.Where(loaded.IsAssignableFrom);

                                     foreach (var h in handlers)
                                     {
                                         ((IAssemblyLoaded)
                                          Activator.CreateInstance(h))
                                             .AssemblyLoaded();
                                     }
                                 };
    }
}

Make sure the assembly is signed and then add it to the GAC. Let's say I called the assembly AssemblyInitCustomDomainManager I can add it like so (and I get back the details about it straight away because I will need them):

gacutil /i AssemblyInitCustomDomainManager.dll
gacutil /l AssemblyInitCustomDomainManager

Now edit the WcfServiceHost.exe.config (typically located at: C:\Program Files\Microsoft Visual Studio 10.0\Common7\IDE or the x86 version on 64 bit systems) and add the following inside the runtime element (see here for info about this settings):

<appDomainManagerType value="AssemblyInitCustomDomainManager.CustomManager" />
<appDomainManagerAssembly value="AssemblyInitCustomDomainManager, Version=1.0.0.0, Culture=neutral, PublicKeyToken=c841b3549556e52a, processorArchitecture=MSIL" />

NOTE: You will need to change at least one of (and possibly all depending on what you called things above): type name, namespace, assembly name, public key, version number. I guess you should be able to figure out what they need to be in your case.

OK, that was easy enough, now we will create a new "WCF Service Library" project in visual studio and it will create an app.config and a service for us (this is the project type you are wanting to test right, oh I hope so!).

First of all, remove the system.servicemodel part from the app.config since we do not want the service host application to read this in and then delete the Service1.cs and IService1.cs (as I am going to make my own a bit later). Make sure that you reference the app domain manager assembly you created earlier since you need to implement that interface.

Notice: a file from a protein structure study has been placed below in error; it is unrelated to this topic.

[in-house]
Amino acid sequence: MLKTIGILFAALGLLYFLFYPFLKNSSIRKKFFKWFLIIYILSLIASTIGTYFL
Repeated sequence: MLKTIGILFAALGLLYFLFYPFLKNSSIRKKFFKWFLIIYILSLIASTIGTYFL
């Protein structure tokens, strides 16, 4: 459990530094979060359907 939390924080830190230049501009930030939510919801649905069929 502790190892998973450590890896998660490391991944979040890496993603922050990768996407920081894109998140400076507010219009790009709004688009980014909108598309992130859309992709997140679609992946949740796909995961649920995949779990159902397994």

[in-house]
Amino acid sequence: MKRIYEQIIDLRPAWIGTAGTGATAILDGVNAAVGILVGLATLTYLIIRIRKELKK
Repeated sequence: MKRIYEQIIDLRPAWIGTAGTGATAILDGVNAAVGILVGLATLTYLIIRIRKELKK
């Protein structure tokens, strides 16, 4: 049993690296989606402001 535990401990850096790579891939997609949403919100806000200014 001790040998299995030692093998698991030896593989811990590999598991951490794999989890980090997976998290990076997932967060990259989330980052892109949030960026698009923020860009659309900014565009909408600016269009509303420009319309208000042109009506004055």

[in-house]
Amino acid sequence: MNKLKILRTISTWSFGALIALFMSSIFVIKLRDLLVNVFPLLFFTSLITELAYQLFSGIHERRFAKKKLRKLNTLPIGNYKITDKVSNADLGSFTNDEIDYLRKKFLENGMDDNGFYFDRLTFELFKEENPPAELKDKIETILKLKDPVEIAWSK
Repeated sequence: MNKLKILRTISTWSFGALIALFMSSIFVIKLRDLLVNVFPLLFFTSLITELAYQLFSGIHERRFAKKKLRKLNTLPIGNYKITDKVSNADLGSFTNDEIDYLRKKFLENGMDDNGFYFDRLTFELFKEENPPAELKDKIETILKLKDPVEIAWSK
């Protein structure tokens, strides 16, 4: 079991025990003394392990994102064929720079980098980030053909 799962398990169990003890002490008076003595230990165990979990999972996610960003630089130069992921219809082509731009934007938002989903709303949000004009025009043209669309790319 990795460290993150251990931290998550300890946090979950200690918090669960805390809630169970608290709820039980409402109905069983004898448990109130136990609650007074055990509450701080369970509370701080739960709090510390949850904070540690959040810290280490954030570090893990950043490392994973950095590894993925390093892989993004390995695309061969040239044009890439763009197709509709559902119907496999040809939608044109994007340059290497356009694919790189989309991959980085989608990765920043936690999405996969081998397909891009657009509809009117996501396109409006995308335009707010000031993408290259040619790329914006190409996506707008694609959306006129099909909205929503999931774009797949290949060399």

Now, create a new file and stick the following code in (we are just having a simple service with a dependency hosted by the Castle WCF Facility):

using System;
using System.ServiceModel;

using AssemblyInitCustomDomainManager;

using Castle.Facilities.WcfIntegration;
using Castle.MicroKernel.Registration;
using Castle.MicroKernel.SubSystems.Configuration;
using Castle.Windsor;
using Castle.Windsor.Installer;

namespace TestWcfServiceLibrary
{
    public class AssemblyInitializedHandler : IAssemblyLoaded
    {
        // This method is called when the assembly loads so we will create the
        // windsor container and run all the installers we find
        public void AssemblyLoaded()
        {            
            new WindsorContainer().Install(FromAssembly.This());            
        }        
    }

    // This installer will set up the services
    public class ServicesInstaller : IWindsorInstaller
    {
        public void Install(IWindsorContainer container, 
                            IConfigurationStore store)
        {
            container
                .AddFacility<WcfFacility>(f => f.CloseTimeout = TimeSpan.Zero)
                .Register(Component
                              .For<ITestDependency>()
                              .ImplementedBy<TestDependency>(),
                          Component